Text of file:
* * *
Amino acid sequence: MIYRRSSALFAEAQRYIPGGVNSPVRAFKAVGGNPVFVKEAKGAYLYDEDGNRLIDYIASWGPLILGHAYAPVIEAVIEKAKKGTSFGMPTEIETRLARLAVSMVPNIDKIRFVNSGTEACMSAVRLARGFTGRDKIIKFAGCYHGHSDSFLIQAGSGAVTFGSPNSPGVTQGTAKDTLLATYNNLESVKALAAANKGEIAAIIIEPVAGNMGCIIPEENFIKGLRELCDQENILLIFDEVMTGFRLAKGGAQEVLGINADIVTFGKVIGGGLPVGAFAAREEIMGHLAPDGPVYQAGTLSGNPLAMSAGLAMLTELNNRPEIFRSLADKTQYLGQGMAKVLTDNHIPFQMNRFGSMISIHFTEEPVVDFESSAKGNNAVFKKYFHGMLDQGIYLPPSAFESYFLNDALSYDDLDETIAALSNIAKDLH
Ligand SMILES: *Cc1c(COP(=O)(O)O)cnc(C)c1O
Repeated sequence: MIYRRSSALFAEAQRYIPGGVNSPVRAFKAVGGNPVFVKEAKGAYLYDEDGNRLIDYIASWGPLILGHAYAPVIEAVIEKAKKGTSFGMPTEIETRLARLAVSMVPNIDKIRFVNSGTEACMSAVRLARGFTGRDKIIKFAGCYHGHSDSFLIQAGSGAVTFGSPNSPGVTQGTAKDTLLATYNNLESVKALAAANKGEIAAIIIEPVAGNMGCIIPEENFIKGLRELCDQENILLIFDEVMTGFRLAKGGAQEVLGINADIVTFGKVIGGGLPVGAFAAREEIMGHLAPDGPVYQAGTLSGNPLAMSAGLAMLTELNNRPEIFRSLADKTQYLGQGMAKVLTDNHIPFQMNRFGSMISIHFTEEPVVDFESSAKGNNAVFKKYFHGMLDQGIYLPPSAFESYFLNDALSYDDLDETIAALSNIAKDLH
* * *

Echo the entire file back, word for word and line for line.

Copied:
Amino acid sequence: MIYRRSSALFAEAQRYIPGGVNSPVRAFKAVGGNPVFVKEAKGAYLYDEDGNRLIDYIASWGPLILGHAYAPVIEAVIEKAKKGTSFGMPTEIETRLARLAVSMVPNIDKIRFVNSGTEACMSAVRLARGFTGRDKIIKFAGCYHGHSDSFLIQAGSGAVTFGSPNSPGVTQGTAKDTLLATYNNLESVKALAAANKGEIAAIIIEPVAGNMGCIIPEENFIKGLRELCDQENILLIFDEVMTGFRLAKGGAQEVLGINADIVTFGKVIGGGLPVGAFAAREEIMGHLAPDGPVYQAGTLSGNPLAMSAGLAMLTELNNRPEIFRSLADKTQYLGQGMAKVLTDNHIPFQMNRFGSMISIHFTEEPVVDFESSAKGNNAVFKKYFHGMLDQGIYLPPSAFESYFLNDALSYDDLDETIAALSNIAKDLH
Ligand SMILES: *Cc1c(COP(=O)(O)O)cnc(C)c1O
Repeated sequence: MIYRRSSALFAEAQRYIPGGVNSPVRAFKAVGGNPVFVKEAKGAYLYDEDGNRLIDYIASWGPLILGHAYAPVIEAVIEKAKKGTSFGMPTEIETRLARLAVSMVPNIDKIRFVNSGTEACMSAVRLARGFTGRDKIIKFAGCYHGHSDSFLIQAGSGAVTFGSPNSPGVTQGTAKDTLLATYNNLESVKALAAANKGEIAAIIIEPVAGNMGCIIPEENFIKGLRELCDQENILLIFDEVMTGFRLAKGGAQEVLGINADIVTFGKVIGGGLPVGAFAAREEIMGHLAPDGPVYQAGTLSGNPLAMSAGLAMLTELNNRPEIFRSLADKTQYLGQGMAKVLTDNHIPFQMNRFGSMISIHFTEEPVVDFESSAKGNNAVFKKYFHGMLDQGIYLPPSAFESYFLNDALSYDDLDETIAALSNIAKDLH